“SLOW BELL” has a storied maritime history

The SLOW BELL sign at the ferry landing…have you wondered what it means?
In the old days, the ship’s bell was used to communicate important information, including the ship’s speed. Commands were conveyed through the engine order telegraph (E.O.T.), a critical instrument aboard ships from the 19th century until approximately 1950. It allowed the ship’s captain or pilot on the bridge to communicate precise speed instructions to the engine room. Each turn of the dial triggered a bell in the engine room, signaling the desired speed adjustment.

SLOW BELL sign at the Galveston ferry landing

This apparatus featured a circular dial, approximately nine inches in diameter, with a central knob, handles, and a pointer. Each rotation of the dial triggered a resounding bell in the engine room, indicating the desired speed adjustment. This communication system was the lifeblood of seafaring during that era, ensuring the seamless operation of ships through the vast seas.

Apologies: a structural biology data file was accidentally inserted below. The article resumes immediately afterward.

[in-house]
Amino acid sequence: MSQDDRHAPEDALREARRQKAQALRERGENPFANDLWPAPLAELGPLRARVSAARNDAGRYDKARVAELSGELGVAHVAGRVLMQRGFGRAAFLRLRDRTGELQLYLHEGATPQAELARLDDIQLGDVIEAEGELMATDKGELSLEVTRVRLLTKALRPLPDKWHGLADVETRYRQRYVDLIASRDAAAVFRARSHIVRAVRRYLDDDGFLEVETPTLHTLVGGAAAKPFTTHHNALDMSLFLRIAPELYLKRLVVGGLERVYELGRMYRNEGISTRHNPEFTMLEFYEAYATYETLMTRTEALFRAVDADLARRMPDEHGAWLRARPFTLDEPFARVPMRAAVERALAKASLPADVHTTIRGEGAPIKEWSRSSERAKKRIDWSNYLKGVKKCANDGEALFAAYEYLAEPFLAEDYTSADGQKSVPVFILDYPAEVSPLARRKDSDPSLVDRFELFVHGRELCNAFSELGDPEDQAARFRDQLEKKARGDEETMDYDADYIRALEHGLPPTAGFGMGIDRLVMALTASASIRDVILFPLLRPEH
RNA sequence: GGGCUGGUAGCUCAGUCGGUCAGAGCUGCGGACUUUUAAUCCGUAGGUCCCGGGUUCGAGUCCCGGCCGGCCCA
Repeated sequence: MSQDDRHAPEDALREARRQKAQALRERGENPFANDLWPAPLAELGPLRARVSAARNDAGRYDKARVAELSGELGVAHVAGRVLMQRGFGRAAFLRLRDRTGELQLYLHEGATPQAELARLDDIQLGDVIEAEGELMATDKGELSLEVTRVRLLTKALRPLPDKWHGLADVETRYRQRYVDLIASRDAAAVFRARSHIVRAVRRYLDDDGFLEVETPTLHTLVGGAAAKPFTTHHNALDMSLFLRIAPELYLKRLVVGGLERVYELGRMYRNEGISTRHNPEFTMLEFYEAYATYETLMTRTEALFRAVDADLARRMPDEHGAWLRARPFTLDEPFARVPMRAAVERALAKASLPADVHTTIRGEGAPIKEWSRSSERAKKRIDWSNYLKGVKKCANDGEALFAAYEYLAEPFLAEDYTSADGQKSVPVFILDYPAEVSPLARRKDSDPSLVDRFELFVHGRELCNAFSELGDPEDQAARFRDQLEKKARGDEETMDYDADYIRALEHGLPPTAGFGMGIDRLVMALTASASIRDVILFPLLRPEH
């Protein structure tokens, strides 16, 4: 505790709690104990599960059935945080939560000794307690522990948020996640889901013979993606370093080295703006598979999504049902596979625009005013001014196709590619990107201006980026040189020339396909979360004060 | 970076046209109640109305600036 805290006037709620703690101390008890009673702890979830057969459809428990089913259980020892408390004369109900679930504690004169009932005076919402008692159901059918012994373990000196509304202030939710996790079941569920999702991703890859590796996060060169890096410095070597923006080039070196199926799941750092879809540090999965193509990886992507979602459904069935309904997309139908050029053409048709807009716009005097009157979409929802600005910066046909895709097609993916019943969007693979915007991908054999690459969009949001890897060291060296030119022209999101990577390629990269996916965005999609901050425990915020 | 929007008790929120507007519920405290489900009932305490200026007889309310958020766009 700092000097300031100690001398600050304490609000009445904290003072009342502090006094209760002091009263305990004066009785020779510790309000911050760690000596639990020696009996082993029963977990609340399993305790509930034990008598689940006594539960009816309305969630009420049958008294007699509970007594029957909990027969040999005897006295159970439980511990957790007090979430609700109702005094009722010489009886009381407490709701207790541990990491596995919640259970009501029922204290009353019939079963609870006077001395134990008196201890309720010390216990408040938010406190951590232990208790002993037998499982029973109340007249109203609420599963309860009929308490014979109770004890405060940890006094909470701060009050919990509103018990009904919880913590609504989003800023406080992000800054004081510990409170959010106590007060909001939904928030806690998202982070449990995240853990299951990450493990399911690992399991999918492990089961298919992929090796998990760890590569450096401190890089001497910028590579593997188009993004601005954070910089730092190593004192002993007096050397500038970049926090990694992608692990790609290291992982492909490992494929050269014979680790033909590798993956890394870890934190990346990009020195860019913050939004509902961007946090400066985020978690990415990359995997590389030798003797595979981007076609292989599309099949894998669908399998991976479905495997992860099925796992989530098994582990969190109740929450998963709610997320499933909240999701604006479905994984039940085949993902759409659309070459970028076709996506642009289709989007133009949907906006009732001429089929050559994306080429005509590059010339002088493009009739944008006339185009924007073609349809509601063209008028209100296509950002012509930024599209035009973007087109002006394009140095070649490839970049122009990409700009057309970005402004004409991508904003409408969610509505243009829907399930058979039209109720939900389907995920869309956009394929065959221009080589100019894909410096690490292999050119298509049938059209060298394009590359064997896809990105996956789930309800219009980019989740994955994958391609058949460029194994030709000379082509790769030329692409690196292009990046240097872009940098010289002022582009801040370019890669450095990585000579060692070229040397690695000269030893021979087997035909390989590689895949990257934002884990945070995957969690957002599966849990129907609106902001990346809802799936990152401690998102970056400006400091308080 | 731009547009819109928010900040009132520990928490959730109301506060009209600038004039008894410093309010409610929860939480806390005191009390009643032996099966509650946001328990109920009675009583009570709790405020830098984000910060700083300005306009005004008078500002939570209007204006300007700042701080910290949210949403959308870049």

Today, the term “SLOW BELL” is still used to indicate a reduction in speed, but ships now rely on more modern technology to measure their speed. You’ll often encounter “SLOW BELL” signs near maritime facilities and on ships themselves, serving as a tangible link to a timeless tradition of nautical communication.

Facebook Twitter
You can skip to the end and leave a response. Pinging is currently not allowed.

Leave a Reply

Site by CrystalBeachLocalNews.com